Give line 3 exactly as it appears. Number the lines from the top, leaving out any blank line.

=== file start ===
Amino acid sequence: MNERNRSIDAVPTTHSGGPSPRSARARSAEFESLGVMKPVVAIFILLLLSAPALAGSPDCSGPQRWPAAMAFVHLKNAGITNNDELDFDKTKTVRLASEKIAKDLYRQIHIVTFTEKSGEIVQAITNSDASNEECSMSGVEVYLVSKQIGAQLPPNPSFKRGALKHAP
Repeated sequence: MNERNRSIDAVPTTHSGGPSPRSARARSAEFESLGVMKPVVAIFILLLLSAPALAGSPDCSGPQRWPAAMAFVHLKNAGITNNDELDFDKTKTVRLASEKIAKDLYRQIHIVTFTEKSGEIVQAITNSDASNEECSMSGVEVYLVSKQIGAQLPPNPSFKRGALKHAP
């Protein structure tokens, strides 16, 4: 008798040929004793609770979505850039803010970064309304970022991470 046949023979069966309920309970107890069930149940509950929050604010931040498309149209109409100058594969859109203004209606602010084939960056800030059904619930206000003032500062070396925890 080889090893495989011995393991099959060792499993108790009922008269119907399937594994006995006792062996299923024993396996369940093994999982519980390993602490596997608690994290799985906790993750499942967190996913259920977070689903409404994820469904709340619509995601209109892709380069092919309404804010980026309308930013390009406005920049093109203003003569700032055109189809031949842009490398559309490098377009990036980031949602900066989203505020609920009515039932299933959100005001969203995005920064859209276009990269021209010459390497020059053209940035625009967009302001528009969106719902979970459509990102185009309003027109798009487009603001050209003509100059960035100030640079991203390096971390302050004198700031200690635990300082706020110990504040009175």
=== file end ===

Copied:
């Protein structure tokens, strides 16, 4: 008798040929004793609770979505850039803010970064309304970022991470 046949023979069966309920309970107890069930149940509950929050604010931040498309149209109409100058594969859109203004209606602010084939960056800030059904619930206000003032500062070396925890 080889090893495989011995393991099959060792499993108790009922008269119907399937594994006995006792062996299923024993396996369940093994999982519980390993602490596997608690994290799985906790993750499942967190996913259920977070689903409404994820469904709340619509995601209109892709380069092919309404804010980026309308930013390009406005920049093109203003003569700032055109189809031949842009490398559309490098377009990036980031949602900066989203505020609920009515039932299933959100005001969203995005920064859209276009990269021209010459390497020059053209940035625009967009302001528009969106719902979970459509990102185009309003027109798009487009603001050209003509100059960035100030640079991203390096971390302050004198700031200690635990300082706020110990504040009175």